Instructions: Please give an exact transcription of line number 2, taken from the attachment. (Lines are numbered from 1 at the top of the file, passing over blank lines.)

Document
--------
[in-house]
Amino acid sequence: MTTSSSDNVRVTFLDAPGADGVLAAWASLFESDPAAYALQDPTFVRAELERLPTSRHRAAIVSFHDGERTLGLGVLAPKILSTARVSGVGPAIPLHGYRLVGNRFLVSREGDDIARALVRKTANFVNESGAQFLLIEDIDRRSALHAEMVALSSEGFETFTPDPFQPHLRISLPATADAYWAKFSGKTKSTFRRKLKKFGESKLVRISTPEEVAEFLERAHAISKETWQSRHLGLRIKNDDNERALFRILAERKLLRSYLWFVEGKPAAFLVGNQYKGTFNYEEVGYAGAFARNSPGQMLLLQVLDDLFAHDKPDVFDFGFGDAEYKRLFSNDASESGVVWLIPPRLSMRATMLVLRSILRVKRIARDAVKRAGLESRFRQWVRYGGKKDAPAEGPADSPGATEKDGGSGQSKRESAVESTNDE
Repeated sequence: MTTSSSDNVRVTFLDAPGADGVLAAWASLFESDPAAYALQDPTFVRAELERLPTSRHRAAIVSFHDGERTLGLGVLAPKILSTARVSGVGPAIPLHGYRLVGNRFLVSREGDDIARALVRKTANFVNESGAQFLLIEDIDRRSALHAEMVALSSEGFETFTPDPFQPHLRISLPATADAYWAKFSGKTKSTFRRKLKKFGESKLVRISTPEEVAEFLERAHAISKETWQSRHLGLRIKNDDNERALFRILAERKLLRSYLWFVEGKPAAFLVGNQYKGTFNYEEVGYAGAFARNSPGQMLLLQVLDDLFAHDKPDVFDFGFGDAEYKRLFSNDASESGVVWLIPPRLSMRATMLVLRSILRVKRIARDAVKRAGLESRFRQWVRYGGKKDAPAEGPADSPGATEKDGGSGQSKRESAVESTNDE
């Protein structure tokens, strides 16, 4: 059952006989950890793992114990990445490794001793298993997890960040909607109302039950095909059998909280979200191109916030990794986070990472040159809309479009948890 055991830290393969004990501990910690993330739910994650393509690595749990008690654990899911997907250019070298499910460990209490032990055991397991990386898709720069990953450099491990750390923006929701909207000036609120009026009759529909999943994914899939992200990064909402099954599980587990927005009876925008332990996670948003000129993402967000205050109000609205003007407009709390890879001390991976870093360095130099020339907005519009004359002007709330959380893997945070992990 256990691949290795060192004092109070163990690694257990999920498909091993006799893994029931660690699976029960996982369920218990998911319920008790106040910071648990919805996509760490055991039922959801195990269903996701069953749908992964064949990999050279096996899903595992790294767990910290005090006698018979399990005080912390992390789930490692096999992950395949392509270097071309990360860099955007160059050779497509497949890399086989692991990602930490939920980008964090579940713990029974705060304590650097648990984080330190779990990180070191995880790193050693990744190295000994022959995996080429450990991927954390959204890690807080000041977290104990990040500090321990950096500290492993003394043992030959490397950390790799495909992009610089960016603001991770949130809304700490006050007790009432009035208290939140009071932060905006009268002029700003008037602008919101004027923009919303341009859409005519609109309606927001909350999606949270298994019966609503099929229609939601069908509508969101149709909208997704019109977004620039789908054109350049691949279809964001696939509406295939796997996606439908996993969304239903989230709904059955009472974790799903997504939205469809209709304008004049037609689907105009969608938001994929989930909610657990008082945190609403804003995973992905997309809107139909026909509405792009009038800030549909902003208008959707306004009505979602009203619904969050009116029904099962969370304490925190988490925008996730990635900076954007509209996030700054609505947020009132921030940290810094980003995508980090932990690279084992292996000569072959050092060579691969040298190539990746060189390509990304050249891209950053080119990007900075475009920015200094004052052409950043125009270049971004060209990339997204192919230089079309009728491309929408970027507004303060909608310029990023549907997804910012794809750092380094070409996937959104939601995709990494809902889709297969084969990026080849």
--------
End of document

Amino acid sequence: MTTSSSDNVRVTFLDAPGADGVLAAWASLFESDPAAYALQDPTFVRAELERLPTSRHRAAIVSFHDGERTLGLGVLAPKILSTARVSGVGPAIPLHGYRLVGNRFLVSREGDDIARALVRKTANFVNESGAQFLLIEDIDRRSALHAEMVALSSEGFETFTPDPFQPHLRISLPATADAYWAKFSGKTKSTFRRKLKKFGESKLVRISTPEEVAEFLERAHAISKETWQSRHLGLRIKNDDNERALFRILAERKLLRSYLWFVEGKPAAFLVGNQYKGTFNYEEVGYAGAFARNSPGQMLLLQVLDDLFAHDKPDVFDFGFGDAEYKRLFSNDASESGVVWLIPPRLSMRATMLVLRSILRVKRIARDAVKRAGLESRFRQWVRYGGKKDAPAEGPADSPGATEKDGGSGQSKRESAVESTNDE